This month, we’re diving into Louis VuChron Don: good news for those of us who sat in the back of the class sniffing markers. This potent herb is nose-deafeningly loud with a sweet, Chem-forward aroma. In short, opening a jar of Louis Vuchron’s selection of Don Mega smells like you’ve been up all night eating candy and siphoning racing fuel.
We talked with the crew at Louis VuChron about selecting this heavy hitter. “Solfire Genetics based out of Washington is a super lit breeder! We have had a lot of success with their gear. Every seed pack [we’ve had from Solfire] has a wide variety of unique phenotypic expressions. We always find some HEAT!”
“We had seven or so winners and decided to keep this phenotype based on a few key factors: smooth smoke and strong effects, nose-stinging aroma, uniform bud structure and vigorous growth,” the team told us.
This winner in the garden translates well to the jar. The finished buds have violet-striped calyxes, dark in color even under a blanket of frosty trichomes. Occasional hints of lime green are revealed only by running the buds through a grinder.
At first, the aromas of permanent marker, rubber and oiled leather dominate the profile. On closer inspection, this cross of GMO and Black Banana shows off its funky and fruity lineage. Raw garlic and earthy wild onion scents settle over notes of under-ripe peach and chalky banana candies. Together, the bouquet reads as a complex mix of gas, funk, leather and fruit. As savory and evocative as Dad’s cologne, this memorable profile catches your attention the instant the lid is cracked.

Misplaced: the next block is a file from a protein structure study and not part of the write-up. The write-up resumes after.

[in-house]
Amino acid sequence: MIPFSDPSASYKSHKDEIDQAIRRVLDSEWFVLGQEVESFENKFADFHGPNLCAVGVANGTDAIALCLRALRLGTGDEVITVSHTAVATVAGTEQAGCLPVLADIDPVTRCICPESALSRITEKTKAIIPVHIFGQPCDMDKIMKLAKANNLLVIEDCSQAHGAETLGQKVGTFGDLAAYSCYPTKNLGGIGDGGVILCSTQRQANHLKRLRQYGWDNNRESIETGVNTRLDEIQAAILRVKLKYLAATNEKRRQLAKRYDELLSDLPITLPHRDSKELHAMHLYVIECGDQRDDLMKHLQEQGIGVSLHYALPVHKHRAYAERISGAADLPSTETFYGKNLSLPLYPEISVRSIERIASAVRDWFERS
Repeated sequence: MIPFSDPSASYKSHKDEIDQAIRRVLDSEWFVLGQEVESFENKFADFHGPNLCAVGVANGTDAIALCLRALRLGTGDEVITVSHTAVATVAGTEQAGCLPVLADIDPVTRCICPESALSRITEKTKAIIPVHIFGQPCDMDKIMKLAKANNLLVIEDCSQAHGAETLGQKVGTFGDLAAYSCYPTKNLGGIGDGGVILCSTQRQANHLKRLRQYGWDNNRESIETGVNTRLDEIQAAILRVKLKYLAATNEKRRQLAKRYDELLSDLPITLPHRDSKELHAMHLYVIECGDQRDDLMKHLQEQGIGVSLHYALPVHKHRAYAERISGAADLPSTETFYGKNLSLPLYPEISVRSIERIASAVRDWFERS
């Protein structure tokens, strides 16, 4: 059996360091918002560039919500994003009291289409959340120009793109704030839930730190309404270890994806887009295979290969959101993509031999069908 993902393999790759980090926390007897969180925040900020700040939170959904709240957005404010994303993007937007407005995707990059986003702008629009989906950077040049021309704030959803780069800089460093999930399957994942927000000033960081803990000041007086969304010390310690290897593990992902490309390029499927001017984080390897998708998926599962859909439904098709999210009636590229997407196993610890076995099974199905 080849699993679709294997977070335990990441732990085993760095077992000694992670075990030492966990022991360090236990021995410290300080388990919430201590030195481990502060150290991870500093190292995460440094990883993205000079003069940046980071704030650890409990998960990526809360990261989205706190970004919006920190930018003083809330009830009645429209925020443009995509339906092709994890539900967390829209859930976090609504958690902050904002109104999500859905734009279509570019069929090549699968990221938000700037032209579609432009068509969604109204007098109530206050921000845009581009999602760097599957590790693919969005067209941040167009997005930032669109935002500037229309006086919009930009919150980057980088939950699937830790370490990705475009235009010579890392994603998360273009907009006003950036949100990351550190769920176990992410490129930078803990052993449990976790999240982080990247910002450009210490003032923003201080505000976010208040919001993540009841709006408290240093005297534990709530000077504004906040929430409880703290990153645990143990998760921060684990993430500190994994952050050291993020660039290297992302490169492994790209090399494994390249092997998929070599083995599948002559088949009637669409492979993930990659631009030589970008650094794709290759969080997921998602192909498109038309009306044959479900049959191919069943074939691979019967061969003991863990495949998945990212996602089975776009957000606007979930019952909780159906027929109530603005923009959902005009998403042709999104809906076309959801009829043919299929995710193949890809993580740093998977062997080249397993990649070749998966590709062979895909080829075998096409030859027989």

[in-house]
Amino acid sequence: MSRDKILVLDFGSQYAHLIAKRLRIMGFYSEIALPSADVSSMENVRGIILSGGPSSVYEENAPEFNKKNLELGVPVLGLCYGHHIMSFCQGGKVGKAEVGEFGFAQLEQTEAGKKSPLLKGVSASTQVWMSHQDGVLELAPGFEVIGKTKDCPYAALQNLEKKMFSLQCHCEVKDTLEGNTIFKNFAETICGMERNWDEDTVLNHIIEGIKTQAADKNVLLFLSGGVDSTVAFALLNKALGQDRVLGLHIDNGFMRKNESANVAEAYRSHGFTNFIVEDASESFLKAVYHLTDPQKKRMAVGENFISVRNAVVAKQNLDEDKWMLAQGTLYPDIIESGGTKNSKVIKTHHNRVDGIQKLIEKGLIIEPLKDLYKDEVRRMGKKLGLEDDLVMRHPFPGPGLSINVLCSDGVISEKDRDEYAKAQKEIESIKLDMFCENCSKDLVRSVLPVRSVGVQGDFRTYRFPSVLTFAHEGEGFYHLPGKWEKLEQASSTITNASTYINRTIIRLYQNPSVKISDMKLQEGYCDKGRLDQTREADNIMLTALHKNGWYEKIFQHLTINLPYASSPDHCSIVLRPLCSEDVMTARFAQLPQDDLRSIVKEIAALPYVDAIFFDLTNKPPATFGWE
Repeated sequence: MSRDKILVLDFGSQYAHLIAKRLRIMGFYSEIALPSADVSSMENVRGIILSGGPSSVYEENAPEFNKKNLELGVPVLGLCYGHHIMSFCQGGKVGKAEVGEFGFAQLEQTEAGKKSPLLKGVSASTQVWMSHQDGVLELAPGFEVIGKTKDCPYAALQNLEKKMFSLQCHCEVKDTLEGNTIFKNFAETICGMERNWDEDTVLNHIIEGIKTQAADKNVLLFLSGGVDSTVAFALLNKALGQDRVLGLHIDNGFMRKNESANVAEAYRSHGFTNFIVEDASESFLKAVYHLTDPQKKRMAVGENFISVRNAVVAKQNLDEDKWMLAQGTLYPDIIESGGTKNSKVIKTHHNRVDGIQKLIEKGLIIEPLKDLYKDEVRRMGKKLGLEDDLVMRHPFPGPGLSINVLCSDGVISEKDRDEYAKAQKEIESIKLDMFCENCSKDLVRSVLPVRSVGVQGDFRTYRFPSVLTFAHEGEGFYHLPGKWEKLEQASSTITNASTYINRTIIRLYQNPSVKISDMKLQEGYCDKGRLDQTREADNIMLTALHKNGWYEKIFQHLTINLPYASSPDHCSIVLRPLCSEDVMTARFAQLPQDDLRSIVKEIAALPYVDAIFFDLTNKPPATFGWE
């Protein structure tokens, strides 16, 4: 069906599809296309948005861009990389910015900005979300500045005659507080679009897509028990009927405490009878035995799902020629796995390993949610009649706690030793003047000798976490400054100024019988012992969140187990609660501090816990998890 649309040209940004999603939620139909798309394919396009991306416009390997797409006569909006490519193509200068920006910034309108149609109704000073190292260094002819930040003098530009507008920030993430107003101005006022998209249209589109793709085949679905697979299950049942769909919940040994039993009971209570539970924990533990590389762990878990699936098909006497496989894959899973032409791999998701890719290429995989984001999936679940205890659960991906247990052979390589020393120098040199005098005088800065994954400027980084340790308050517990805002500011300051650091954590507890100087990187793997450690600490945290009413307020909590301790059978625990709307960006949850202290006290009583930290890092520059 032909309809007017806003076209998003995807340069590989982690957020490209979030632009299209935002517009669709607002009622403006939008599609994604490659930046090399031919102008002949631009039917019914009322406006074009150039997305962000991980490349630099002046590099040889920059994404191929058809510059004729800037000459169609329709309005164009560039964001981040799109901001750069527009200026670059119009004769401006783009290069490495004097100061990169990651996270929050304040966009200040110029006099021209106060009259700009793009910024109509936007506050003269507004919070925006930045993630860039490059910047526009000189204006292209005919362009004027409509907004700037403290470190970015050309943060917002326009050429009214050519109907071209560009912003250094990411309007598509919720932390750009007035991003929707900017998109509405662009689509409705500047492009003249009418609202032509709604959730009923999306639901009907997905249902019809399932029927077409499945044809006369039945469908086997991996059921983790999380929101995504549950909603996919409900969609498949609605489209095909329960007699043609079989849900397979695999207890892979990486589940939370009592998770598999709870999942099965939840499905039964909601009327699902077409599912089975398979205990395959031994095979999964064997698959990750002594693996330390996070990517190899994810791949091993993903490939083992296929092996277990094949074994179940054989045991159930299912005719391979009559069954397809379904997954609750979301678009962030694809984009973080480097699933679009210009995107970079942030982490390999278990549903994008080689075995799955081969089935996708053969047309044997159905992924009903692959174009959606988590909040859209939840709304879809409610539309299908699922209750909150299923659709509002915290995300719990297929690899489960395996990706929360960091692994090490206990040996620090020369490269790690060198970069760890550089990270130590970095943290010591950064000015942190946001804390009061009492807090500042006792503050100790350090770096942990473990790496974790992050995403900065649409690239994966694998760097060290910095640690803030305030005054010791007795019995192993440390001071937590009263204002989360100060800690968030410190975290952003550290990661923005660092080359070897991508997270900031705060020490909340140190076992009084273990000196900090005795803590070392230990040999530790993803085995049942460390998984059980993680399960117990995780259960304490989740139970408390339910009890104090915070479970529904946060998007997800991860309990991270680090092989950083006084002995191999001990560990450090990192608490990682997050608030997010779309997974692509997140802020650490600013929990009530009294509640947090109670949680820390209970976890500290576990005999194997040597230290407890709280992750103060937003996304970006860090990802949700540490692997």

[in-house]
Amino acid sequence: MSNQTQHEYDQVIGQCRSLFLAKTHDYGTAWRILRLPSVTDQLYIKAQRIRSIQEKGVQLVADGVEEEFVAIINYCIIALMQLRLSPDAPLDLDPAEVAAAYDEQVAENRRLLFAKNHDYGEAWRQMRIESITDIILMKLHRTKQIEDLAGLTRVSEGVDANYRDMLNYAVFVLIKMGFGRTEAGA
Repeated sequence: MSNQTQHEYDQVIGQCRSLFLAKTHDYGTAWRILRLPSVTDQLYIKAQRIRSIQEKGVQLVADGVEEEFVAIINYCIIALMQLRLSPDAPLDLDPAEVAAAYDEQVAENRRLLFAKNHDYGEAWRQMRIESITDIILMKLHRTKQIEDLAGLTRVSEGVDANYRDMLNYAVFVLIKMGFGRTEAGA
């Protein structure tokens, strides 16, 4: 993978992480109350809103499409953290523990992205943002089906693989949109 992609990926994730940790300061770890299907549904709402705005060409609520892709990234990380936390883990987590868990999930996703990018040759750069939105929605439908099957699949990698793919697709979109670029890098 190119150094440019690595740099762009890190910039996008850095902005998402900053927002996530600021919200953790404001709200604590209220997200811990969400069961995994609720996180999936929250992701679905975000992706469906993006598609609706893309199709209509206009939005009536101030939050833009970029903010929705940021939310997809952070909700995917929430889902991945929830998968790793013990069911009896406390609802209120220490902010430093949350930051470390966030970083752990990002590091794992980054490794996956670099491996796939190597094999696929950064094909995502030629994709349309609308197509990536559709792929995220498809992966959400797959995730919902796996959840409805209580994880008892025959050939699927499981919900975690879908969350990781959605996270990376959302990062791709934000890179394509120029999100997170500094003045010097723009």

Ideal for rolling a joint, this tacky herb has the proper moisture content to light easily and burn evenly. Though the candy flavors get lost in the inhale, the funk components are all fully present. Thick smoke hangs heavily in the air, and the effect carries a similar feeling – light enough to not get stuck to the couch, but relaxing to the point of not wanting to leave the house. This is ideal head stash herb, but with a scent so potent, expect to have difficulty hiding it from anyone who might want a taste.
This article was originally published in the December 2022 issue of Oregon Leaf.
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